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"Wild Apples" – a Jane Eyre epilogue of sorts

Originally posted 23 January 2010 on a different blog.

Handwritten draft, exactly as it was written on paper, so no corrections more than the ones on the paper itself. Just typing it down makes me want to change stuff around, add things, remove repetitions, and realise that there are a few instances of where the text gets rather confusing, or even goes to innuendo town…

First Draft

Holding her in my arms again, I was alive, more alive than I have ever been. I had to make sure she was truly mine, and mine forever, and her sweet consent filled my heart with joy. We were wed in the morning of the third day of her return. My Jane. My sweet wife. When we got back from the chapel, I asked her to give John & Mary five pounds each and then come join me in the garden. I could not see her approaching, but I could feel it, all through my despicably crippled body; a body once so strong and vigorous, now just a shell.

She was smiling at me, I knew it, felt its rays of warmth and light draw ever closer.
“Jane,” said I and felt her tiny, elfinn hands around my single limb.
“I am here,” said she.
“Will you walk with me?”

We walked in silence for a while, no words needed to fill the gap, until we sat down by a tree. I felt its cool shade and the soft grass around it. She said it was a wild apple tree, its green fruits not yet ripe for gathering.

“So too were you, once.”
“Unripe?”
“Of sorts. Hard with a bitter outside and a sour inside.”
“Is this how you will address your new husband?”
“You changed, hard became crisp, sour turned to sweet.”
“And bitter?”
I could tell she struggled to keep serious.
“It is all in the past.”

Gathering her into my arms, I felt at peace. The struggle was over, all in the past, buried in the heavy —shire soil along with Bertha Mason’s remains. She was gone, I had turned over a new leaf. This would be the life I had always dreamed of and aspired to. Her little breaths, her heart beating next to mine, how I longed to behold her, who I love most. She took my hand and placed it on her cheek, so I could use my fingers for eyes again. I felt her slight contours under the fabric of the dress, as if I had never felt the likes before. They were new to me, while at the same time, as familiar to me as my own flesh.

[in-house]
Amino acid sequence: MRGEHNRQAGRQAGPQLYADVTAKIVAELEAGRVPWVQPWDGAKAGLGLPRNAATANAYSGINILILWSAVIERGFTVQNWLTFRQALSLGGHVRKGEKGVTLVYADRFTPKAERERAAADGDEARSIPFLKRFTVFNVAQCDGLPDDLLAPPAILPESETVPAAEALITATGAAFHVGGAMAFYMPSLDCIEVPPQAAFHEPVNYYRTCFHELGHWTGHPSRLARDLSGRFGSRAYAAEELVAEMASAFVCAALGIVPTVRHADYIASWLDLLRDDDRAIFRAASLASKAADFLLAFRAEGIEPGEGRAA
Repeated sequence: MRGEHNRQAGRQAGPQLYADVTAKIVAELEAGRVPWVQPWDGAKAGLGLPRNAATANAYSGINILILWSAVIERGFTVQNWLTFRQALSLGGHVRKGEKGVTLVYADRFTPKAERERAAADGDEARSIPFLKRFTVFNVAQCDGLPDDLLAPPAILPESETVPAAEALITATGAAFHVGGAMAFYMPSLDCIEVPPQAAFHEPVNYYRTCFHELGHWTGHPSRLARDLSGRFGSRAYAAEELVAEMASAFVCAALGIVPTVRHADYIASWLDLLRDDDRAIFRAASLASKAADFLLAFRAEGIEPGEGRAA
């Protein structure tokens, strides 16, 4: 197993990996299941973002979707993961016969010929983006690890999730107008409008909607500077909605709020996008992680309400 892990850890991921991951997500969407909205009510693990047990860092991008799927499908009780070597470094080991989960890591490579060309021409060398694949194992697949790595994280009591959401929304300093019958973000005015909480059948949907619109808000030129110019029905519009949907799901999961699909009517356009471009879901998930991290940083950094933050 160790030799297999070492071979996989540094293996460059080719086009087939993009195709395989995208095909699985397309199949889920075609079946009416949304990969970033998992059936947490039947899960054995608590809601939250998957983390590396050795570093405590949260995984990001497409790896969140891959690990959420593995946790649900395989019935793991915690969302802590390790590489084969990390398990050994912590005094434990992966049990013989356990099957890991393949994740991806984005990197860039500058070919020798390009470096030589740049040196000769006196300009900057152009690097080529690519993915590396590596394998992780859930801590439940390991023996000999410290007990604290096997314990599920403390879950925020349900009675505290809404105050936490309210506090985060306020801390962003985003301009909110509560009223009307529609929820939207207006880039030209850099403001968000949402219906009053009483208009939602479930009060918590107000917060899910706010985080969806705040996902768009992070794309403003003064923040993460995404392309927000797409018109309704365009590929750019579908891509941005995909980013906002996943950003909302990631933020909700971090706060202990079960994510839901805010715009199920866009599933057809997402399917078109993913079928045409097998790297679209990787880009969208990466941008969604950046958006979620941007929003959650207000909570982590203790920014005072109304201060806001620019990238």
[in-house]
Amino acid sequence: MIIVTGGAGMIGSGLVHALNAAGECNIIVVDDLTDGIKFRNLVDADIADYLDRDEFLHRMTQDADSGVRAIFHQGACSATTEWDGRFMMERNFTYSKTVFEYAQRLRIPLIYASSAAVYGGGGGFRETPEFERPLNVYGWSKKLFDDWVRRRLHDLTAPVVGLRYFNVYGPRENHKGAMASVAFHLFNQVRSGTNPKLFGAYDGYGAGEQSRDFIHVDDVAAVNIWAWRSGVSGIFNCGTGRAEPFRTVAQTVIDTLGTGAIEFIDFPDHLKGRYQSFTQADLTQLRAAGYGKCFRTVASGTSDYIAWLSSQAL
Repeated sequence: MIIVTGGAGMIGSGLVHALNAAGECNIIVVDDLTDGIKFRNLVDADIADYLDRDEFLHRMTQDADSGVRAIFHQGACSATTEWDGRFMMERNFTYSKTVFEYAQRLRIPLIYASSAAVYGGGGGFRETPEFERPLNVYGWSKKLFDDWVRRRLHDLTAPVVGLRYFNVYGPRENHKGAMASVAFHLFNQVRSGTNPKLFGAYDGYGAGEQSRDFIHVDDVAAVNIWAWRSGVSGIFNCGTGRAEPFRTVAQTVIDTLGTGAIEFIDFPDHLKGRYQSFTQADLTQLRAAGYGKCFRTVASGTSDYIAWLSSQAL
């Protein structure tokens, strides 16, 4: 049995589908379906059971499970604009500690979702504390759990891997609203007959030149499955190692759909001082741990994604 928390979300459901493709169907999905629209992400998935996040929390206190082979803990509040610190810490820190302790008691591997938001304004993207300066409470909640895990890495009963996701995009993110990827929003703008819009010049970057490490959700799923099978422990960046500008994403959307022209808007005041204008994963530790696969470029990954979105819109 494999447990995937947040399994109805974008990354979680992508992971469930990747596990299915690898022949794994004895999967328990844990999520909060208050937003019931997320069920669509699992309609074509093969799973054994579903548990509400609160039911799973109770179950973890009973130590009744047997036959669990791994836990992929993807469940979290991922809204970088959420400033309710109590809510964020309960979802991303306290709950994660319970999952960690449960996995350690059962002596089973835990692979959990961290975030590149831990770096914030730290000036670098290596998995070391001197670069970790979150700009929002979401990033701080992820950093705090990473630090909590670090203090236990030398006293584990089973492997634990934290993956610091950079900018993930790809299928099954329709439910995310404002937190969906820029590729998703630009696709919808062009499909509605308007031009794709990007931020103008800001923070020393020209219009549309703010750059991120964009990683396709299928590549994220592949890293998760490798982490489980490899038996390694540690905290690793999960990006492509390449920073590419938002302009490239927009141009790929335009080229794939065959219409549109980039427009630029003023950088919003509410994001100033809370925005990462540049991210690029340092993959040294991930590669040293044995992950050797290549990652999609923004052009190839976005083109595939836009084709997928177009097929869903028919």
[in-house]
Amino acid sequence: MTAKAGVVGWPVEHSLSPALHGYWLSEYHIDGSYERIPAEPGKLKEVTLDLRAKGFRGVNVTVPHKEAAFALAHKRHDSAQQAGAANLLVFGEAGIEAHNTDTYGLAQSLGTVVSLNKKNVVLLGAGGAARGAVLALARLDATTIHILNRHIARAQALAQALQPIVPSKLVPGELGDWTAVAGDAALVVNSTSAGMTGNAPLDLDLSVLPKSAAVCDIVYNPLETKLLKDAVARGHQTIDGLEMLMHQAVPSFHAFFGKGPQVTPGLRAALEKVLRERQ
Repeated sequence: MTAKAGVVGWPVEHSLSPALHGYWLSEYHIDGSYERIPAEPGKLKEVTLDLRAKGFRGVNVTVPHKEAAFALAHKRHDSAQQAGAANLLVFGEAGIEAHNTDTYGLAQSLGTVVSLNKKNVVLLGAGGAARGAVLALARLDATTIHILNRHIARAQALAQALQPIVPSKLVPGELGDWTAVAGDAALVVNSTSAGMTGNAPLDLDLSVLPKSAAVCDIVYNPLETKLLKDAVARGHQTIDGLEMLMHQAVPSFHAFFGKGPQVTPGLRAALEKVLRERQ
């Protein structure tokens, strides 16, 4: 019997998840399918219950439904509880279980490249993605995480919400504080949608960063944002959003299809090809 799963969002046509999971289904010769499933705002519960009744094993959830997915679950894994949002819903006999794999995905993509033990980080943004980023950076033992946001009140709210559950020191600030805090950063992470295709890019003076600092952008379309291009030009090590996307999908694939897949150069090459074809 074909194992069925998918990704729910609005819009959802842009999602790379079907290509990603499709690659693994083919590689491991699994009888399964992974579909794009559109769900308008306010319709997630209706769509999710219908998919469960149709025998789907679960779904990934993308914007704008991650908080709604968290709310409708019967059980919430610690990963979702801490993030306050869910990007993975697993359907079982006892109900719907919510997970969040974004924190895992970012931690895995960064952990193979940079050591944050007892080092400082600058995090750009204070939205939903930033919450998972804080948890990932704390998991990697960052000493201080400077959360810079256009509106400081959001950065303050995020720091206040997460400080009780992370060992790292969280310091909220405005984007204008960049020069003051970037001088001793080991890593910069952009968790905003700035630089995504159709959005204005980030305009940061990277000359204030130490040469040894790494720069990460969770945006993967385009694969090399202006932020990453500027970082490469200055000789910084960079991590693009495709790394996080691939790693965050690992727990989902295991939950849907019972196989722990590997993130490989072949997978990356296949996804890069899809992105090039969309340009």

“Oh Janet, my wife from another world. You have already done me so much good.”
“Hush now. Listen to the birds. Can you hear them? Larch, sparrow, blackbird, robin…”
I listened for a while, but soon grew weary.
“What care have I for birds today?” said I. “It is not them I have married only this morning.”

Lying down in the grass, I wish I could see the clouds trying to chase one another away, see the apple tree and everything else around us that should be so familiar but which were now rendered invisible to my eye. Most of all, I longed for Jane Rochester, but she was already near; her soft, gentle lips on mine, their flavour as fresh and sweet as the morning dew, but with a passionate force behind them.

She had refused being my mistress (she is so much wiser than I), but now she was my one and only wife, and as such, allowed me – no, allowed herself to open up to me in a way she had never allowed any man before me. It all began there, on that day.

For the first time in my life, I, Edward Fairfax Rochester, was truly happy and contented, and finally, I truly deserved it. Fortune had finally smiled at me.


Originally posted 23 January 2010 on a different blog.

Why did I opt to place the scene just after they had come back from being wed? It was the thing I had just read in Jane Eyre, simple as that. We know they live happily ever after, but their new journey together has only just begun. They don’t know yet that he’ll regain some of his sight, or that they will have children, or anything.